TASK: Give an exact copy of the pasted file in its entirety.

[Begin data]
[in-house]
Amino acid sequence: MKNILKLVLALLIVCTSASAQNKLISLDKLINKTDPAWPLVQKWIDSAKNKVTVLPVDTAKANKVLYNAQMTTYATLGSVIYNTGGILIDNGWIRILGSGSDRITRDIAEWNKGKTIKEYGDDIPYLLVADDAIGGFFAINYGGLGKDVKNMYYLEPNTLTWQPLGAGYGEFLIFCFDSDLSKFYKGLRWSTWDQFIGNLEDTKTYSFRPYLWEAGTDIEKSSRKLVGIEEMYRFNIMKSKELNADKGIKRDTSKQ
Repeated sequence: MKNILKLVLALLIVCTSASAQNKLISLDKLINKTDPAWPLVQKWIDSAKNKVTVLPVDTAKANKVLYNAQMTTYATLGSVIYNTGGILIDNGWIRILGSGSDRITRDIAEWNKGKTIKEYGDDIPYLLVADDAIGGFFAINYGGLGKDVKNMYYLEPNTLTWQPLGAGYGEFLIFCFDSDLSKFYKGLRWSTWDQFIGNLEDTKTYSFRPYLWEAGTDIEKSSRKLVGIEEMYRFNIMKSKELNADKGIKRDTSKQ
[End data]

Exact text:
[in-house]
Amino acid sequence: MKNILKLVLALLIVCTSASAQNKLISLDKLINKTDPAWPLVQKWIDSAKNKVTVLPVDTAKANKVLYNAQMTTYATLGSVIYNTGGILIDNGWIRILGSGSDRITRDIAEWNKGKTIKEYGDDIPYLLVADDAIGGFFAINYGGLGKDVKNMYYLEPNTLTWQPLGAGYGEFLIFCFDSDLSKFYKGLRWSTWDQFIGNLEDTKTYSFRPYLWEAGTDIEKSSRKLVGIEEMYRFNIMKSKELNADKGIKRDTSKQ
Repeated sequence: MKNILKLVLALLIVCTSASAQNKLISLDKLINKTDPAWPLVQKWIDSAKNKVTVLPVDTAKANKVLYNAQMTTYATLGSVIYNTGGILIDNGWIRILGSGSDRITRDIAEWNKGKTIKEYGDDIPYLLVADDAIGGFFAINYGGLGKDVKNMYYLEPNTLTWQPLGAGYGEFLIFCFDSDLSKFYKGLRWSTWDQFIGNLEDTKTYSFRPYLWEAGTDIEKSSRKLVGIEEMYRFNIMKSKELNADKGIKRDTSKQ